S: Generally speaking, sophisticated parties will tailor their LLC agreements to match up with their desired business structure and other business arrangements. That’s the reason they’re using the LLC. They want to implement the particular business deal on which they’ve agreed, not a default rule arrangement. We certainly would recommend that parties consider adopting an LLC agreement that is tailored to their situation, rather than just relying on the default rules.
CSC: But the default rules are fundamentally sound, correct?
S: Default rules provide reasonable structure in the absence of an agreement. So in that sense, yes, the default rules are sensible. They also tend to be pretty vanilla. So if there are special things that are in your business arrangement, relying on the default rules probably is not going to get you where you want to be.
CSC: How would you characterize the popularity of Delaware LLCs compared to those in other states?
S: If you look at a state like Florida, it may have more LLCs than Delaware does, but many of those would be local in nature—for example, Florida real-estate ownership LLCs. Generally, if people are forming LLCs other than under the laws of the state where they’re located, they’re going to look at Delaware. It all goes back to the Delaware advantage and that flexibility we mentioned.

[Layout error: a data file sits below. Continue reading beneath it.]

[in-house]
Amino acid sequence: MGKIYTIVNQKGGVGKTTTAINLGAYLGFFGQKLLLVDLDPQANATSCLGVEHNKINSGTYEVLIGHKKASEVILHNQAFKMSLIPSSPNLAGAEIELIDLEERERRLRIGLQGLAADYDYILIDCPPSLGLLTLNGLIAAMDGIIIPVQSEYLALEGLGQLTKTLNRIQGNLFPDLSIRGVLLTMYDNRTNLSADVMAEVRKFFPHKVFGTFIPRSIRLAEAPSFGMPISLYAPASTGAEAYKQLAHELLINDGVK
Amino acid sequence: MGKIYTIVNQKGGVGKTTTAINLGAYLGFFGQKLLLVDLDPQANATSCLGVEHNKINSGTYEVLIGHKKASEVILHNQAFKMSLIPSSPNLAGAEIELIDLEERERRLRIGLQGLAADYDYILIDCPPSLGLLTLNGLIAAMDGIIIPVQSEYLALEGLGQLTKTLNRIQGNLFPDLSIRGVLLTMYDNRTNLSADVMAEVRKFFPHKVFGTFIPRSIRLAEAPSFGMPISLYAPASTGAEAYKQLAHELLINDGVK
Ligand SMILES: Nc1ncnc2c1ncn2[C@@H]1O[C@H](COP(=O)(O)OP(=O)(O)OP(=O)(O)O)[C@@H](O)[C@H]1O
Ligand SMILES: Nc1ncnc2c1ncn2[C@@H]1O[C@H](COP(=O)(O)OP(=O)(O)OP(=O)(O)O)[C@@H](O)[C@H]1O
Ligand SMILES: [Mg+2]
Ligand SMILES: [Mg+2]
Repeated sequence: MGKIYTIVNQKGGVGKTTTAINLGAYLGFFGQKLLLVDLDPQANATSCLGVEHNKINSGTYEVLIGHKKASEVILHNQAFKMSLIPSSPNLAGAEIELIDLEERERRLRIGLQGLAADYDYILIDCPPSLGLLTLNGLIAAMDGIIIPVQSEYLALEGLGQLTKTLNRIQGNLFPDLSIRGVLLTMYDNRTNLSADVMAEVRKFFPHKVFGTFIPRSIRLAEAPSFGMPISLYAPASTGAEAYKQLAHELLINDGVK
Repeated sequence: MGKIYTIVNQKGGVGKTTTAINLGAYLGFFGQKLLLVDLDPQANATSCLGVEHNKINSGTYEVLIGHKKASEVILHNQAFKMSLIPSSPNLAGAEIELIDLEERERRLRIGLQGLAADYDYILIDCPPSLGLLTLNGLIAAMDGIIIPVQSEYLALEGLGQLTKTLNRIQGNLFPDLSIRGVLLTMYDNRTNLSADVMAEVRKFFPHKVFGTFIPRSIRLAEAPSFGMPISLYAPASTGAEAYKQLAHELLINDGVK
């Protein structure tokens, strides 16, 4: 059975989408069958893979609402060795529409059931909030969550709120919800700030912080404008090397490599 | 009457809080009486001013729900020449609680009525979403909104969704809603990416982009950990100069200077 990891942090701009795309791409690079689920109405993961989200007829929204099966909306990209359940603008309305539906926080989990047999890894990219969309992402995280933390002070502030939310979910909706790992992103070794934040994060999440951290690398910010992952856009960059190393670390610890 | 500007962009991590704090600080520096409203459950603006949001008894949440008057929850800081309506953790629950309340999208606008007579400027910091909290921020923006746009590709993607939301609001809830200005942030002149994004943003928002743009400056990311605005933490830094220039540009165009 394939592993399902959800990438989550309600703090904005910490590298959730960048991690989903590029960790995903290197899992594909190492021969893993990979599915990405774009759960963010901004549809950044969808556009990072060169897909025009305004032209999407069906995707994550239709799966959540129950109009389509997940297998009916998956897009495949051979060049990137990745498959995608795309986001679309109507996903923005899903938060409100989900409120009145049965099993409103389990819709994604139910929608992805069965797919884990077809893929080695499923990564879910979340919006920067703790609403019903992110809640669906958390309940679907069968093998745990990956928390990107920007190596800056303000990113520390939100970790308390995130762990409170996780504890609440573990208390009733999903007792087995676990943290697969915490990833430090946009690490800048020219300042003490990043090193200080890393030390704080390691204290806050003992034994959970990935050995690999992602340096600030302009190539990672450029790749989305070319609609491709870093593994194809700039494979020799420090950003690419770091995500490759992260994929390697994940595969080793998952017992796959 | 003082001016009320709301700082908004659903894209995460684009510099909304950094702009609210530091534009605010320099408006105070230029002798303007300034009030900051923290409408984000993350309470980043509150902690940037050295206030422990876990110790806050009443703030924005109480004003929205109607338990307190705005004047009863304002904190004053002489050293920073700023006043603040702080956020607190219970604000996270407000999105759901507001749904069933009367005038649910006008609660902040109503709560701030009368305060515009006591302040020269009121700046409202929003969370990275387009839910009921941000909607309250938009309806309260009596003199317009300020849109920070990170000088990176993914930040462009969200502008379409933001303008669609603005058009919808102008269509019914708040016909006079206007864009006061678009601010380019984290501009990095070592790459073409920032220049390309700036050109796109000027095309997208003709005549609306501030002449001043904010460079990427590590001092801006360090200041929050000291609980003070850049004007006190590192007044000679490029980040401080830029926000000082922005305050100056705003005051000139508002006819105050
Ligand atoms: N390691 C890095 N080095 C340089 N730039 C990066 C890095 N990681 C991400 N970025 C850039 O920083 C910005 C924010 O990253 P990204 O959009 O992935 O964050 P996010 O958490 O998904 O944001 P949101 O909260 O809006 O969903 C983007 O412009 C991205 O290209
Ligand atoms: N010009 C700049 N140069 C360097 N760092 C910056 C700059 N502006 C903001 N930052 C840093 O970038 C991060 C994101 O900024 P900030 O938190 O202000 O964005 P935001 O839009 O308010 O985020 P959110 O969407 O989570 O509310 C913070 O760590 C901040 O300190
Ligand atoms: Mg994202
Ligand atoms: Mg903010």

CSC: Are there reasons for the popularity of Delaware LLCs beyond the Delaware advantage and their inherent flexibility?
O: LLCs are popular generally because of the favorable tax treatment they offer, coupled with contractual flexibility, which is not unique to Delaware, although we think we have some advantages over other states. And of course, they do offer limited liability for the members and the managers of the company. If you’re an investor in an LLC, your investment in the company may be at risk, but as a general rule your house isn’t.